EDFish

A multinational plan for climate resilient fisheries in the Humboldt Current

By Erica Cunningham and Merrick Burden

Climate impacts will be acutely felt by the millions of people living in fishing communities around the globe, and those in the Humboldt Current region of South America face immediate and difficult challenges. The Humboldt Current is one of the world’s largest and most productive marine ecosystems and spans most of the Pacific coast of South America, from Ecuador all the way to the tip of Chile. It also accounts for between 6% and 20% of the world’s total marine fish catch, depending on the year. Fish products from the Humboldt Current enter global supply chains and help to feed humans and animals as well as contribute to pharmaceutical products. Given the huge impact Humboldt Current fisheries have on the region and the world, it is a priority to ensure they become resilient to the effects of climate change. That’s why Environmental Defense Fund is working with national science and management agencies in the region on a multinational plan to help ensure a brighter future. Read More »

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Cuba and the U.S. can only solve shared conservation challenges by working together

By: Katherine Angier and Dan Whittle

Over the past few years, U.S. policy toward Cuba has been a series of unilateral actions that have had severe impacts on the Cuban economy and undermined its emergent private sector, without any apparent benefits to the U.S.

Diverse groups are pushing back against these restrictions, from the U.S. Chamber of Commerce to public interest groups, from churches to a growing bipartisan coalition in Congress. They recognize that engagement is still our best chance of resolving decades-long disputes and tackling shared challenges.

The administration’s approach has substantially decreased economic and cultural exchange and created a chilling effect in other areas. Nonetheless, not all doors to travel, dialogue or cooperation have closed, and it’s essential we work to keep them open. In particular, the ongoing collaboration between Cuban and U.S. scientists has been fruitful, with tangible benefits to the people of both countries. Read More »

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A conservation comeback is delivering big returns on the West Coast

 

By Shems Jud and Matt Tinning

Win-win outcomes, delivering results for the economy and the environment, can feel few and far between these days. But you don’t have to look further than the West Coast’s biggest fishery to see a remarkable example of mutually-beneficial progress. An announcement this week that a strong recovery in the fishery would now permit dramatic increases in harvest levels was celebrated by fishermen and conservationists alike, and provided further proof that a healthy ecosystem can go hand-in-hand with a profitable fishing industry and thriving coastal communities.

The Pacific groundfish fishery harvests petrale sole, lingcod, a number of rockfish varieties and a whole host of other species. It has seen some bleak times over the years, pushed to the brink of collapse and declared a federal disaster in 2000 as a result of profound management failures. Dramatic increases in harvest limits announced for the fishery this week are another key milestone in a hard-won turnaround. The most significant changes to harvest specifications are for rebuilt stocks like bocaccio, darkblotched rockfish, and Pacific ocean perch as well as for stocks with improved assessments such as lingcod, California scorpionfish, and yelloweye rockfish. NOAA estimates that harvest level increases will create 900 new jobs and $60 million in additional income for West Coast communities in 2019 alone.   Read More »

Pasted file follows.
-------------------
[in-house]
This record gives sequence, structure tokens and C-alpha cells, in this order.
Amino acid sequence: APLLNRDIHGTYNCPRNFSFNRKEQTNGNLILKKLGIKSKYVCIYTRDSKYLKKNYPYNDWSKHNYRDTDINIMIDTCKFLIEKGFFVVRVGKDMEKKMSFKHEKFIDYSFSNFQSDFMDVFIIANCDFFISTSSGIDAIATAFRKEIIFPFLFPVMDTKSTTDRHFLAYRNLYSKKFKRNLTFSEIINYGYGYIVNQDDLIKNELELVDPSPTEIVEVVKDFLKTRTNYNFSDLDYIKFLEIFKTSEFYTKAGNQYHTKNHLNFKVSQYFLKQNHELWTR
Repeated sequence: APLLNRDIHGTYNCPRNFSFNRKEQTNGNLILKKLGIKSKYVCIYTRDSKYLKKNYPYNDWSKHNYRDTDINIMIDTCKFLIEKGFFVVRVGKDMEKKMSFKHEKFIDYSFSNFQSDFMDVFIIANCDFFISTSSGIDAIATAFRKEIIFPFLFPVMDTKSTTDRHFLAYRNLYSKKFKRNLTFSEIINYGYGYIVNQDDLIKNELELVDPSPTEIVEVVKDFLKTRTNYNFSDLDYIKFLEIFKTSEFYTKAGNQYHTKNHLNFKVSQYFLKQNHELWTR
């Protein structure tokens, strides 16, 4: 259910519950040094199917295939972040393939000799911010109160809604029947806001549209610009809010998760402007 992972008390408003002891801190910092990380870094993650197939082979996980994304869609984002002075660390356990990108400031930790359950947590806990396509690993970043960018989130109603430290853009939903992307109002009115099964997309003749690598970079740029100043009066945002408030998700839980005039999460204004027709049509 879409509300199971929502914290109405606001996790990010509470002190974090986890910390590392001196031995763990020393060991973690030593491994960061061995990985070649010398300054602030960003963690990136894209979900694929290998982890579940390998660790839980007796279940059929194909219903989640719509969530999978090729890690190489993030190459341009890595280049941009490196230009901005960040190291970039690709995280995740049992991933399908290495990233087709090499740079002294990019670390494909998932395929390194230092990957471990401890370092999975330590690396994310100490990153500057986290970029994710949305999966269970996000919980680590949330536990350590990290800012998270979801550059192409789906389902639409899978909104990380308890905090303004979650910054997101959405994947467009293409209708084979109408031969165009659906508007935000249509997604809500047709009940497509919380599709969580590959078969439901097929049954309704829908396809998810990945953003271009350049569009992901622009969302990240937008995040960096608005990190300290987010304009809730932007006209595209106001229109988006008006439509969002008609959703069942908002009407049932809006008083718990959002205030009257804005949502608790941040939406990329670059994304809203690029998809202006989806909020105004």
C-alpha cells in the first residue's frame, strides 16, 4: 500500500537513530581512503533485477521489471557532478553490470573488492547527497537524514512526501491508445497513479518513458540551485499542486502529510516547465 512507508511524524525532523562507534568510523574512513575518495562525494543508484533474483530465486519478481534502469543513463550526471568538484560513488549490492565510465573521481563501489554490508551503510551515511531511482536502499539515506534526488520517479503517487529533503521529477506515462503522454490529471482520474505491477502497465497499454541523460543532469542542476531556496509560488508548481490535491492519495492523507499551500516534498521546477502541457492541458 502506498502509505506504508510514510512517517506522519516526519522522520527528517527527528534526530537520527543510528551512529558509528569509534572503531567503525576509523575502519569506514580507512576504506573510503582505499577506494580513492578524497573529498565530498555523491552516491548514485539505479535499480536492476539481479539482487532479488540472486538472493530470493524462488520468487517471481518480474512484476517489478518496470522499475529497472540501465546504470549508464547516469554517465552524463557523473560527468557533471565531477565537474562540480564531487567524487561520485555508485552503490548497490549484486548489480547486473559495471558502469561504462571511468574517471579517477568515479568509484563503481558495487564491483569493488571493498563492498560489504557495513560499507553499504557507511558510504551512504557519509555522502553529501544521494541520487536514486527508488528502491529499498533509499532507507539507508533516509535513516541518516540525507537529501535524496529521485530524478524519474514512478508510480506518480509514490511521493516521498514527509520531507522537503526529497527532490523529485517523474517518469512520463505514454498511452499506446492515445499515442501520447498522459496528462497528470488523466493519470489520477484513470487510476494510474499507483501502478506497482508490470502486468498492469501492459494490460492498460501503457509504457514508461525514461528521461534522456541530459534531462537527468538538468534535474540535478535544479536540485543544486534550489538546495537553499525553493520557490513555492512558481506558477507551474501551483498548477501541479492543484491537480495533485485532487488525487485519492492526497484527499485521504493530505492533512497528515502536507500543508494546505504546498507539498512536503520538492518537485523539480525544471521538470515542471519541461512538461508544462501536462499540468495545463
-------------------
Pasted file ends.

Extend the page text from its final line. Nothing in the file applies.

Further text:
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Five reasons for hope on World Fisheries Day 2018

You may not have it on your calendar – but today is World Fisheries Day – a moment to celebrate the incredible bounty that we receive from the sea. It’s also an opportunity to take stock and reflect on where we’ve been, and where we’re headed. As we look back over the past year, the EDF Oceans team has been struck by how much the global oceans community has accomplished. And we’re increasingly optimistic and energized about the future health and resilience of our oceans. Here are five reasons for hope on World Fisheries Day. Read More »

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Why should you care about fisheries? They can help feed the world.

Credit: Alexis Rife

By:  Doug Rader and Kristin Kleisner

Food security is a hot button topic for today’s world leaders, and rightly so as the population swells to 10 billion people by the middle of the century. Feeding that many people is a huge challenge – creating an urgent call to action for resources to be managed more sustainably and equitably – and wild seafood plays a big role.

Typically, these discussions focus on land-based agriculture, including the production of grains, seeds, crops and livestock that, while subject to droughts, diseases and shortages, are the main source of world food consumption as measured by total calories. However, food sources from our oceans, lakes and rivers also play a large part in feeding the world, and deserve their place in the discussion.    Read More »

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Five reasons we’re hopeful on World Fisheries Day

The fortunes of people everywhere are inextricably linked to the oceans.  Overfishing remains one of the world’s most pressing environmental challenges, but around the world we are seeing incredible progress toward sustainable fishing.

On World Fisheries Day, we wanted to share fives stories from the past year that inspire us:

 

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